Detroit students finding success in single-sex schools

Parents like lack of distraction from opposite sex at single gender high schools in DPS

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DETROIT - It is not a perfect fit for every student, but two Detroit schools are finding success with single-gender student bodies.

Whether boys and girls perform better while attending a single-sex school has long been debated with no clear answer.   A study by the National Foundation for Educational Research concludes a resounding yes.  At Detroit International Academy for Young Women, there are no arguments about the benefits.

"You don't have that added tension of girls trying to impress the guys, you know, there's no competition," said Joann Johnson whose daughter attends Detroit International Academy.

Principal Beverly Hibbler helped open Detroit International Academy.  The school now teaches students in kindergarten through 12th grade.

"You have girls willing to take risks.  Do things like join the robotics team," said Hibbler.

Those are activities that most studies indicate girls are reluctant to pursue when in school with boys.

"We're all girls but we're just going to say we're all good at math and science because this is where we are this is what we know," said senior Kandis Johnson.

Not every student is an immediate believer of the single-gender school concept.

"At first I was like 'Are you serious? Are you kidding me?,'" said 12th grade student Tiffany Jones.  "I was like 'OK, I could do it for this year.'"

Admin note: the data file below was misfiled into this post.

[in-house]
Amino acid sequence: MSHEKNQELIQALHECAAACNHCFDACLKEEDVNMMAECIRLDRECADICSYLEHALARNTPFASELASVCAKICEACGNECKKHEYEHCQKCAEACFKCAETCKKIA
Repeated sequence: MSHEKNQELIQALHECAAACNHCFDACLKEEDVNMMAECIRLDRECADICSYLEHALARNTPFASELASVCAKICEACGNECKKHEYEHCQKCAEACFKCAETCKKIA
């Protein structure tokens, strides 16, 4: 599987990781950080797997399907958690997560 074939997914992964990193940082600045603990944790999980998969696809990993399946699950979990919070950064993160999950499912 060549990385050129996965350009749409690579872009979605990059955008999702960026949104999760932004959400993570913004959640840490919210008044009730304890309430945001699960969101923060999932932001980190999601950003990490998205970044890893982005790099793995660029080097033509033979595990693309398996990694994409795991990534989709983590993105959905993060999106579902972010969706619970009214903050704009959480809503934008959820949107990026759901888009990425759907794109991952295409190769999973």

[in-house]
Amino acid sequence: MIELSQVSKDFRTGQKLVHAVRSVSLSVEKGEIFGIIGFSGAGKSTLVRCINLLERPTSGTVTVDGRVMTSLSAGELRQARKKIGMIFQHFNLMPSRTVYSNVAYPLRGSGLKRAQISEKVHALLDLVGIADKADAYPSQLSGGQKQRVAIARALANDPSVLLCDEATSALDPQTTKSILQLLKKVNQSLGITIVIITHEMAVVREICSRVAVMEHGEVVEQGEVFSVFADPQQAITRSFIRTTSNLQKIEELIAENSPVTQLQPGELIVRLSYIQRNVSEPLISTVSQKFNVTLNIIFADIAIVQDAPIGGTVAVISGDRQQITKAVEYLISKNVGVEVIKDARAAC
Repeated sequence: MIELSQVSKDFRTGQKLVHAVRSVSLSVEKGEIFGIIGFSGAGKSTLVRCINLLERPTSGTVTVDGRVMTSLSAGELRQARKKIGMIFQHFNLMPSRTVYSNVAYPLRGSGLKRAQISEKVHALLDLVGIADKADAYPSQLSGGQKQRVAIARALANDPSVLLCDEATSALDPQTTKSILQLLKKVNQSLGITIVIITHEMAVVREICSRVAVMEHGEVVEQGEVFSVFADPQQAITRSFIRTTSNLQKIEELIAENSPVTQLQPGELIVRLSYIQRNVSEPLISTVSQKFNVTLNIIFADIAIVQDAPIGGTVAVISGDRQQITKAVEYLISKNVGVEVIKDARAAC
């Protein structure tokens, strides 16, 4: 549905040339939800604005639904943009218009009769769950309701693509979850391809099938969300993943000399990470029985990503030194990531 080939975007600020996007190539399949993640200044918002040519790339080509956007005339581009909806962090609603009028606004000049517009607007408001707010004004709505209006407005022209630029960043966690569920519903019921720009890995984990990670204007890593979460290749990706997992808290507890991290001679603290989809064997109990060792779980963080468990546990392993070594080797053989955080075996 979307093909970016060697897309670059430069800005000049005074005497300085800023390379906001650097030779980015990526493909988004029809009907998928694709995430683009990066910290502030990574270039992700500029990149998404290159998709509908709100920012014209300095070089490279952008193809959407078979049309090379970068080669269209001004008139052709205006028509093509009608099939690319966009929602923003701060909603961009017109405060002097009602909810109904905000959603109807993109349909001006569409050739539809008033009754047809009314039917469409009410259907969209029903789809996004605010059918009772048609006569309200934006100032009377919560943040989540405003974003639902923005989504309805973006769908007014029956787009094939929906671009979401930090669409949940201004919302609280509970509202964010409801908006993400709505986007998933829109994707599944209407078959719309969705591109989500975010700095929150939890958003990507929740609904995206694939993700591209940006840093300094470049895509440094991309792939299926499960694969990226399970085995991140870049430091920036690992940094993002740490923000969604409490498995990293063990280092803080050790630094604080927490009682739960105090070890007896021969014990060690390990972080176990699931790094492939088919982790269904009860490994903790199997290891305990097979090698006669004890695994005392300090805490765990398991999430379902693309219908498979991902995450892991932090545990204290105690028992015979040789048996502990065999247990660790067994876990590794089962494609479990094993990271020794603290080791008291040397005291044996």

Jones will graduate this year and said she can't imagine going to school any place else.

Frederick Douglas Academy is the DIA's brother school.    One parent told Local 4  the idea of her son being able to go to class without the distraction of girls made the decision easy for her to transfer her son to Frederick Douglas Academy.

"He lost focus.  He was an A student that turned into a C student and that just wasn't good for me," said parent Dr. Kimberly Packer

The graduation rate at Frederick Douglas Academy is an impressive 79 percent, well above the level achieved by other Detroit Public Schools.  

What about social interaction, does a single-gender school deprive students of that?  Johnson said no.

"That's why you go to church, that's why are involved in these other activities where you can meet people. At school you have to focus on school," said Johnson.

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